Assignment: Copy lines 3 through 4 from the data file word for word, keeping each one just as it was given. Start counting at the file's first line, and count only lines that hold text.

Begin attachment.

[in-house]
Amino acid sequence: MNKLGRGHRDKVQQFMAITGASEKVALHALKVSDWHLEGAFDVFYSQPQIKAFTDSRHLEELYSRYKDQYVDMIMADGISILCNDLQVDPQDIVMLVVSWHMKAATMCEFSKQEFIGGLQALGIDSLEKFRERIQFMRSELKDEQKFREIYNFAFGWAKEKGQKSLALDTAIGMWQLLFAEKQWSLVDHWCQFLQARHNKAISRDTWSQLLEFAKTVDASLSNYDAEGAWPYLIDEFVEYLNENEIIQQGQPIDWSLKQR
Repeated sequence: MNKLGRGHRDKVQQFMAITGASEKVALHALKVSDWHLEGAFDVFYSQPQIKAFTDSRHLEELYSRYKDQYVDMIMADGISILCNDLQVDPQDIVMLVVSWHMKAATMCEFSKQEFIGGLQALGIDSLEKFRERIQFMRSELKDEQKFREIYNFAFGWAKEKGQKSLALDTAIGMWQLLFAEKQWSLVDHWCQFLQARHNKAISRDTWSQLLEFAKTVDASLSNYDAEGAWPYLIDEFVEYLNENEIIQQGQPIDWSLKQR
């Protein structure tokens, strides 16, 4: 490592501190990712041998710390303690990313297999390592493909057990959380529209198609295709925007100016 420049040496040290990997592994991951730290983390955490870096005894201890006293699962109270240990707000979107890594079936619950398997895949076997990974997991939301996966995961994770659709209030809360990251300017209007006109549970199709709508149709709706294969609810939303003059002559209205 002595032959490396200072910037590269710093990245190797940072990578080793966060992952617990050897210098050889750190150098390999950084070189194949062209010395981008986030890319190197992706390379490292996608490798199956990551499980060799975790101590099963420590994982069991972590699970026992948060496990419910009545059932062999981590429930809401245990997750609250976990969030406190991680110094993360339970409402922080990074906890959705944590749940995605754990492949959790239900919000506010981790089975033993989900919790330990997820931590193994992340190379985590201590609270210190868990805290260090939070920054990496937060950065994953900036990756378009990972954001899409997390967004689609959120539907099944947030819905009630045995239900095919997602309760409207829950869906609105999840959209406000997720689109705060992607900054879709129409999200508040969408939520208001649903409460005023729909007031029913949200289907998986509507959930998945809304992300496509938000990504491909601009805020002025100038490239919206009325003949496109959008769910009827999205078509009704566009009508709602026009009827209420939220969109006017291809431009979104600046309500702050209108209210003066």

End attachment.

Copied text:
Repeated sequence: MNKLGRGHRDKVQQFMAITGASEKVALHALKVSDWHLEGAFDVFYSQPQIKAFTDSRHLEELYSRYKDQYVDMIMADGISILCNDLQVDPQDIVMLVVSWHMKAATMCEFSKQEFIGGLQALGIDSLEKFRERIQFMRSELKDEQKFREIYNFAFGWAKEKGQKSLALDTAIGMWQLLFAEKQWSLVDHWCQFLQARHNKAISRDTWSQLLEFAKTVDASLSNYDAEGAWPYLIDEFVEYLNENEIIQQGQPIDWSLKQR
């Protein structure tokens, strides 16, 4: 490592501190990712041998710390303690990313297999390592493909057990959380529209198609295709925007100016 420049040496040290990997592994991951730290983390955490870096005894201890006293699962109270240990707000979107890594079936619950398997895949076997990974997991939301996966995961994770659709209030809360990251300017209007006109549970199709709508149709709706294969609810939303003059002559209205 002595032959490396200072910037590269710093990245190797940072990578080793966060992952617990050897210098050889750190150098390999950084070189194949062209010395981008986030890319190197992706390379490292996608490798199956990551499980060799975790101590099963420590994982069991972590699970026992948060496990419910009545059932062999981590429930809401245990997750609250976990969030406190991680110094993360339970409402922080990074906890959705944590749940995605754990492949959790239900919000506010981790089975033993989900919790330990997820931590193994992340190379985590201590609270210190868990805290260090939070920054990496937060950065994953900036990756378009990972954001899409997390967004689609959120539907099944947030819905009630045995239900095919997602309760409207829950869906609105999840959209406000997720689109705060992607900054879709129409999200508040969408939520208001649903409460005023729909007031029913949200289907998986509507959930998945809304992300496509938000990504491909601009805020002025100038490239919206009325003949496109959008769910009827999205078509009704566009009508709602026009009827209420939220969109006017291809431009979104600046309500702050209108209210003066």